Great things to do in Bristol
From spices and tobacco to sugar and slaves, Bristol was built on the trade that its docks and floating harbour enabled. Thankfully, the city’s economy is based more on service than servitude these days, but the waterways around which Bristol is built remain one of its greatest assets. There are numerous ways for you to hop on a boat and see the city from the waterline. Bristol Ferry Boats operate waterbus services 364 days a year for locals and tourists alike, letting you jump on and off as you chose, from Temple Meads to the SS Great Britain. Bristol Packet Boats also offer guided tours around the harbour and even out into the Avon Gorge.
With more inclines than a Scottish ski resort, cycling round Bristol can be hard work. But with some of the worst gridlock of any UK city and public transport that's far from great, it’s a necessary evil for a lot of us. However, jumping on your bike in Bristol isn’t just about getting splattered with mud, swerved into by cars and screamed at by pedestrians each and every rush hour – in the UK’s first ‘cycling city’, there are plenty of great things to do on two wheels. Head to the huge open spaces and wooded trails of Ashton Court, or set off on the Bristol to Bath Railway Path that follows the route of an old train line through serence countryside for a manageable 13 miles. And don’t worry; you can always drag your bike onto the train if you don’t fancy the return leg.
Tucked away down a side street a stone’s throw from the Suspension Bridge, sits one of Bristol’s most notorious drinking establishments. We’re not talking about a spit-and-sawdust pub packed with pissheads vying for a fight or trying to sell you an iPad from the back of a van outside – this is Clifton, remember. Nope, the reason why the tiny Coronation Tap is infamous across Bristol and beyond comes in half-pint glasses and is made of apples. Heading up to the ‘Cori Tap’ for a glass or four of the deadly Exhibition cider that’s only sold here has been a right of passage for students arriving in the city for decades - go get yourself initiated, just stay away from the Bridge afterwards…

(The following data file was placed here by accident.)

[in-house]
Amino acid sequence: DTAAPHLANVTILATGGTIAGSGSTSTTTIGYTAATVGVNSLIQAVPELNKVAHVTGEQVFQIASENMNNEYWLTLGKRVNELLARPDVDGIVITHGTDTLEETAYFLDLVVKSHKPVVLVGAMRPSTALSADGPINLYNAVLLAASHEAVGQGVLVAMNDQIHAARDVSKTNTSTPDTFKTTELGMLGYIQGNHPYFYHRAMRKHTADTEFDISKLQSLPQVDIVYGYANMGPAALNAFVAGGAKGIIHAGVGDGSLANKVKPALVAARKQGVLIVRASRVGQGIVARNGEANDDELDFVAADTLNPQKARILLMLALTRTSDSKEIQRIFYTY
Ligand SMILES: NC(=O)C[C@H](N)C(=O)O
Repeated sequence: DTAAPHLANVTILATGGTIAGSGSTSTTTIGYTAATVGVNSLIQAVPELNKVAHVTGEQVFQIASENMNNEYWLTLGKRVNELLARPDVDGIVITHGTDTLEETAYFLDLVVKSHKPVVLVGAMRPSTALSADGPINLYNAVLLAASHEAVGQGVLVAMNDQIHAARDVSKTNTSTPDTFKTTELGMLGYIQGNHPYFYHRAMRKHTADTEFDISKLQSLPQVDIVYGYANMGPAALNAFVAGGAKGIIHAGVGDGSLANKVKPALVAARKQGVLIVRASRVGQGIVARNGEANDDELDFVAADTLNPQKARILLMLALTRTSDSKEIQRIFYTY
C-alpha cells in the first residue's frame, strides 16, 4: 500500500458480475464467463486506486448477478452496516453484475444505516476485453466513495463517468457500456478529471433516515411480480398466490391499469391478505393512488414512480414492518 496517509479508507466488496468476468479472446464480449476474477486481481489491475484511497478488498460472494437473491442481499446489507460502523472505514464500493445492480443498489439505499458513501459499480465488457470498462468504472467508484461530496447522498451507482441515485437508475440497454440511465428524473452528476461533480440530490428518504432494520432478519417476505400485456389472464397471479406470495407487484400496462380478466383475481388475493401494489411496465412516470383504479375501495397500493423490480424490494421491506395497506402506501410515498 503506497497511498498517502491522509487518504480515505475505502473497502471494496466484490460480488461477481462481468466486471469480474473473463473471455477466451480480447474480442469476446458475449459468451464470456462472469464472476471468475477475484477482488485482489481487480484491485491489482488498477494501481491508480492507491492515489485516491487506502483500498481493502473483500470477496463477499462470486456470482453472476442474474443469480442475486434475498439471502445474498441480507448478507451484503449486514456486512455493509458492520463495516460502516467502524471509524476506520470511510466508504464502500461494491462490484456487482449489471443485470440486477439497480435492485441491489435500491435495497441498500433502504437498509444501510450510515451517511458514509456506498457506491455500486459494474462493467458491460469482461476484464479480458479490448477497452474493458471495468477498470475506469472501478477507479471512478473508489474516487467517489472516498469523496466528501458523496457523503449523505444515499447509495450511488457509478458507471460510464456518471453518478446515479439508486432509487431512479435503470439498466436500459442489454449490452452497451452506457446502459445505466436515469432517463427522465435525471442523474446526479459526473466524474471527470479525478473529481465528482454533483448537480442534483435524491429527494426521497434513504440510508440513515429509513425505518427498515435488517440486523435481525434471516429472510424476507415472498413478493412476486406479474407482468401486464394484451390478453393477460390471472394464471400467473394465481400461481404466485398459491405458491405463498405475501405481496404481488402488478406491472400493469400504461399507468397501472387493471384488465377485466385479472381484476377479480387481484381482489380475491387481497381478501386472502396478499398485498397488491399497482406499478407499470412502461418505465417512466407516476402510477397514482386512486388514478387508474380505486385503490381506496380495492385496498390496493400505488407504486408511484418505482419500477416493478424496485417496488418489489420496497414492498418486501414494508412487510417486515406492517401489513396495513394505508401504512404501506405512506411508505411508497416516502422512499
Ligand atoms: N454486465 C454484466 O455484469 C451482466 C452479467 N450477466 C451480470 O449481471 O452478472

As anyone who cycles round town will know, Bristol isn’t flat. There are, like Rome, meant to be seven hills in Bristol, but we, and our ever-tired legs, are pretty sure there’s a lot more than that. All those massive mounds might make getting around town hard work on your calves, but they give the city much of its unique charm and, if you know where to go, plenty of amazing vantage spots from which to admire the panoramas. Head to Brandon Hill park, just behind Park Street, and climb the tight spiral staircase to the top of Cabot Tower to view the entire city in one glorious go.
Residents of Clifton are renowned for thinking their genteel part of the city is superior to anywhere else in Bristol. As much as Cliftonites find it hard to believe, there are plenty of reasons a lot of people choose not to live in the city’s swankiest area. But we’ve got to be honest, who wouldn’t want a beautiful outdoor swimming pool with a great restaurant attached, hidden away on their street? Built back in 1850, after closing for almost 20 years, Clifton Lido re-opened in 2008, fully restored with spa facilities and a new restaurant and café. Lounge by the pool, have a massage, facial or sauna, then grab some tapas at the bar for a city-centre spa experience unlike any other.
We couldn’t have a list of things to do in Bristol without mentioning one of its most famous exports - graffiti. From fiercely protected murals on shop shutters and public walls, to chrome-and-black ‘throwies’ and ill-judged tags on vans and windows, Bristol is covered in graff, for good and for bad. But mostly for good. While everybody knows about Stokes Croft and what’s left of Nelson Street, if you’re looking for top-quality ‘street art’, you’re better off heading to Dean Lane skatepark in Bedminster, or, if you’re feeling brave, taking a look beneath the M32 flyover at the ‘halls of fame’. It’s in these sort of places that local and visiting artists are free to spend the time creating huge pieces that are far more impressive than any pseudo-political stencil with a £50k price tag.
While most of the surrounding area was totally destroyed during WW2, somehow the 18th Century exchange building at the heart of St Nick’s market was spared, and today is the last remaining building of its kind in the country. While the Exchange itself is packed with independent traders selling all sorts of random wares, the adjoining Glass Arcade is now home to a huge variety of food stalls offering eats and treats from across the globe. From divine Kurdish naan bread wraps at Matina, to tantalising tagines from Al Bab Mansour, awesome jerk pork at Caribbean Wrap and fabulous falafels from Eat A Pitta, it’s all here. And if you fancy something from a little closer to home, Bristol’s own Pieminister and Grillstock both do a roaring trade here, too.